Shaanxi History Museum
Much of the enormous collection, including early tools and vessels, at the Shaanxi History Museum is the result of archeological digs in the area from a Neolithic village. A collection of Ming Dynasty pottery guard figurines makes a nice contrast to the city’s famed terracotta warriors, while other exhibits include priceless objects in jade, bronze, and ceramics.
Those with an interest in the history of Shaanxi province and its ancient capital can opt for a sightseeing tour that includes entrance to the museum. In half a day, it’s possible to see the museum and Big Wild Goose Pagoda, and with a full day, you can also explore sites such as the Xi'an City Walls, Great Mosque, Bell Tower and Drum Tower, and the Muslim Quarter. Beijing-based travelers can visit the museum (and Xi'an’s other highlights) on a private 2-day tour by air.
Things to Know Before You Go
The Shaanxi History Museum is a must-visit for history buffs.
It’s a good idea to book ahead of time, as only a limited number of free tickets are issued daily.
Don’t forget to bring a valid photo ID.
Give yourself two to three hours to tour the museum exhibits.
English audio guides are available for rent.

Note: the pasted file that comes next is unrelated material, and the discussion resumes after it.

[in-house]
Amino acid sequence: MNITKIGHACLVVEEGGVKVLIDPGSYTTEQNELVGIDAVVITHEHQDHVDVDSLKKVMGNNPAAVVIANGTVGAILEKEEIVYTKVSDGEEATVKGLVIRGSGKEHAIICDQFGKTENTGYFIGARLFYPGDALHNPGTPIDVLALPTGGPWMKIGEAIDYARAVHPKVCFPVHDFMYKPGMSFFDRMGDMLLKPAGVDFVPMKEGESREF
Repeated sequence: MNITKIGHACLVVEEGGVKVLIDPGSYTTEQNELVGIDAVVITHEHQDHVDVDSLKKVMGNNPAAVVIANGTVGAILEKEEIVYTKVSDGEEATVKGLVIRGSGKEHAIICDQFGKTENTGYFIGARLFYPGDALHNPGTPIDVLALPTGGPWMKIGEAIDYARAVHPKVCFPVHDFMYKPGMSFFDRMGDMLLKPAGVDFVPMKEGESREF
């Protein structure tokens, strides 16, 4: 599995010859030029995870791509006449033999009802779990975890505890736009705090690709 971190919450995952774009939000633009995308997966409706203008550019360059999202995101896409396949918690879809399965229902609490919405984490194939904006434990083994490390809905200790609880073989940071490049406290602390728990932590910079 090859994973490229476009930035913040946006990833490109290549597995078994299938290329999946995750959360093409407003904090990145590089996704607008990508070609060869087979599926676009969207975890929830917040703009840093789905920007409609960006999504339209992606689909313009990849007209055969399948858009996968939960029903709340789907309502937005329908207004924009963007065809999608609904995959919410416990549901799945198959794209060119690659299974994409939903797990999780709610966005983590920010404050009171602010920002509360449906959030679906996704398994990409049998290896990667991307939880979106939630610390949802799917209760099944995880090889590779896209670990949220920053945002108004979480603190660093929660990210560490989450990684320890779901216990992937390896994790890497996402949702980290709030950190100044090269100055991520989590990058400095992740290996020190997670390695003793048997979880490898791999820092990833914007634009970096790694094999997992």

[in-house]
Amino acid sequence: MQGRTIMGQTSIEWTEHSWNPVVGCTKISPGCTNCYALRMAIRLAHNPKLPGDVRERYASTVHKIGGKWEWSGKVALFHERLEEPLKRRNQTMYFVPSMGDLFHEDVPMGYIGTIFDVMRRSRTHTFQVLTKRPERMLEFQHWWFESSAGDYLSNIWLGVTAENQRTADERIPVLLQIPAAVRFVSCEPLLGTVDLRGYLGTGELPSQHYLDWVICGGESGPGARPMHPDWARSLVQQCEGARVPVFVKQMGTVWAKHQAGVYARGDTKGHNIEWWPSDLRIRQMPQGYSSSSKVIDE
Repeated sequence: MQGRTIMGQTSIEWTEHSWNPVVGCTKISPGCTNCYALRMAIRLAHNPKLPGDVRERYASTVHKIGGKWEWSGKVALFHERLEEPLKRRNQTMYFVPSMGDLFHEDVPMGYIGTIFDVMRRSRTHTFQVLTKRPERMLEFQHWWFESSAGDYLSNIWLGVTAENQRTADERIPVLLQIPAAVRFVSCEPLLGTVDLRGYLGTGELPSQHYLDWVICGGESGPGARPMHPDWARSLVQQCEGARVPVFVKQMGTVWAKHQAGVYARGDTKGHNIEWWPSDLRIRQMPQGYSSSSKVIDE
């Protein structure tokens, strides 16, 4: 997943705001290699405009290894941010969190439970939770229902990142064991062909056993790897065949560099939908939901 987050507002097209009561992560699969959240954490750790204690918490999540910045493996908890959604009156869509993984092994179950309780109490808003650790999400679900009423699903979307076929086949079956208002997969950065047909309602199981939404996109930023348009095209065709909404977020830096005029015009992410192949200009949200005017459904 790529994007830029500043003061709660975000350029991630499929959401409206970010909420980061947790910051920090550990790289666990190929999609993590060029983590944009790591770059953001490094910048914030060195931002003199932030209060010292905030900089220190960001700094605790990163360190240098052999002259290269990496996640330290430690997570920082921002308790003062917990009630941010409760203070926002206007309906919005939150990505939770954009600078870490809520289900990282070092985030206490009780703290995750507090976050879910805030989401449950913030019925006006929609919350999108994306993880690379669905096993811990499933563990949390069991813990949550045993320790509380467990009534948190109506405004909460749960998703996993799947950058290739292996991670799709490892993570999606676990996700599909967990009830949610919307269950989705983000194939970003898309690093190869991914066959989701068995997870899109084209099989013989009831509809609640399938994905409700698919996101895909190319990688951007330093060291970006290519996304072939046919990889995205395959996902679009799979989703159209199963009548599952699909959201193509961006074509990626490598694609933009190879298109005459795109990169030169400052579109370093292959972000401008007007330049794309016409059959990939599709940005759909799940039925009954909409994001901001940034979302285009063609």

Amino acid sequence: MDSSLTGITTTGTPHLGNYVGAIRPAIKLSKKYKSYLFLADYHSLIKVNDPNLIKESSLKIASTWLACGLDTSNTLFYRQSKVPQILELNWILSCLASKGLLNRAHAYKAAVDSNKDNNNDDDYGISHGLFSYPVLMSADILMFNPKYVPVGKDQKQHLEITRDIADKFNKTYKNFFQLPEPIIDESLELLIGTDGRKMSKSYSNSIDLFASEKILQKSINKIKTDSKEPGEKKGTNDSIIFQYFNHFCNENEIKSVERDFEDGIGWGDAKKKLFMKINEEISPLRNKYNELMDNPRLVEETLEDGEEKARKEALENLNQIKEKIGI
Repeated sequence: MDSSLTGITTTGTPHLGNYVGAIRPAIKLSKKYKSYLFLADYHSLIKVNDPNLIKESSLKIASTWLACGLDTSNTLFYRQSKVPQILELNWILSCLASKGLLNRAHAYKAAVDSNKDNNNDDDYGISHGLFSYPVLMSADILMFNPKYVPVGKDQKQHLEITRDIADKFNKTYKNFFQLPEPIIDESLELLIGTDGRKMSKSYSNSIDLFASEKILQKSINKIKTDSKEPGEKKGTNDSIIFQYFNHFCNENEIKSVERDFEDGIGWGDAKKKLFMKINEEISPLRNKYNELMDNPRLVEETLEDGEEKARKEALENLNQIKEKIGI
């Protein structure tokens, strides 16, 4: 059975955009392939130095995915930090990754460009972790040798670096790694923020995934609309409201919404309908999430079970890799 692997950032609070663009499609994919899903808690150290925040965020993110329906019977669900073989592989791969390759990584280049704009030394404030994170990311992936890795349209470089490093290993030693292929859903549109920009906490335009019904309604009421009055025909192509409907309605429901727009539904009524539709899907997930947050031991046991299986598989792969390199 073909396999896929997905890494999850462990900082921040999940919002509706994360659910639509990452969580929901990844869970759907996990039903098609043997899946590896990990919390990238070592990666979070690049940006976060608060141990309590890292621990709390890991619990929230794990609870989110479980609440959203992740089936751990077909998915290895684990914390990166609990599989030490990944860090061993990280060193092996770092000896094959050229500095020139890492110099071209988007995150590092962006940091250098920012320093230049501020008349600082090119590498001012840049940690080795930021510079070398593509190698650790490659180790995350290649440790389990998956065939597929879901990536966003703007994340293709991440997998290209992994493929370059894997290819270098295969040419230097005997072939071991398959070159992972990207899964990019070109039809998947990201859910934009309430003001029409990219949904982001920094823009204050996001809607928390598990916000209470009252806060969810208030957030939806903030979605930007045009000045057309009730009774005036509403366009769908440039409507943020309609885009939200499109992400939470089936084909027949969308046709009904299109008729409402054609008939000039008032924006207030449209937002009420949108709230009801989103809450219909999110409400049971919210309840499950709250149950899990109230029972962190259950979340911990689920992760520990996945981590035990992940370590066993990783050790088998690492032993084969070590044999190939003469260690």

The museum is wheelchair accessible.
How to Get There
To get to the museum, take the Xi'an Metro (Line 2 or 3) to Xiaozhai Station and leave through Exit D. From there, it’s a short walk to the museum entrance. Several public buses also stop at nearby Cuihua Lu bus stop.
When to Get There
The museum is open Tuesdays to Sundays and closed during public holidays. The time period surrounding Chinese national holidays and summer vacation (July and August) can be a bit crowded, as many Chinese families show up with kids in tow. Arrive early before the museum opens.
Highlights of the Museum Collection
There’s a lot to see in the museum, but a few areas and cultural relics should not be missed. One of the most interesting parts of the permanent collection is the Mural Paintings of the Tang Dynasty, a collection of 600 murals found in 20 Tang Dynasty tombs. Other highlights include four original terracotta warrior statues and several sculpted ceramics from the Tang Dynasty.
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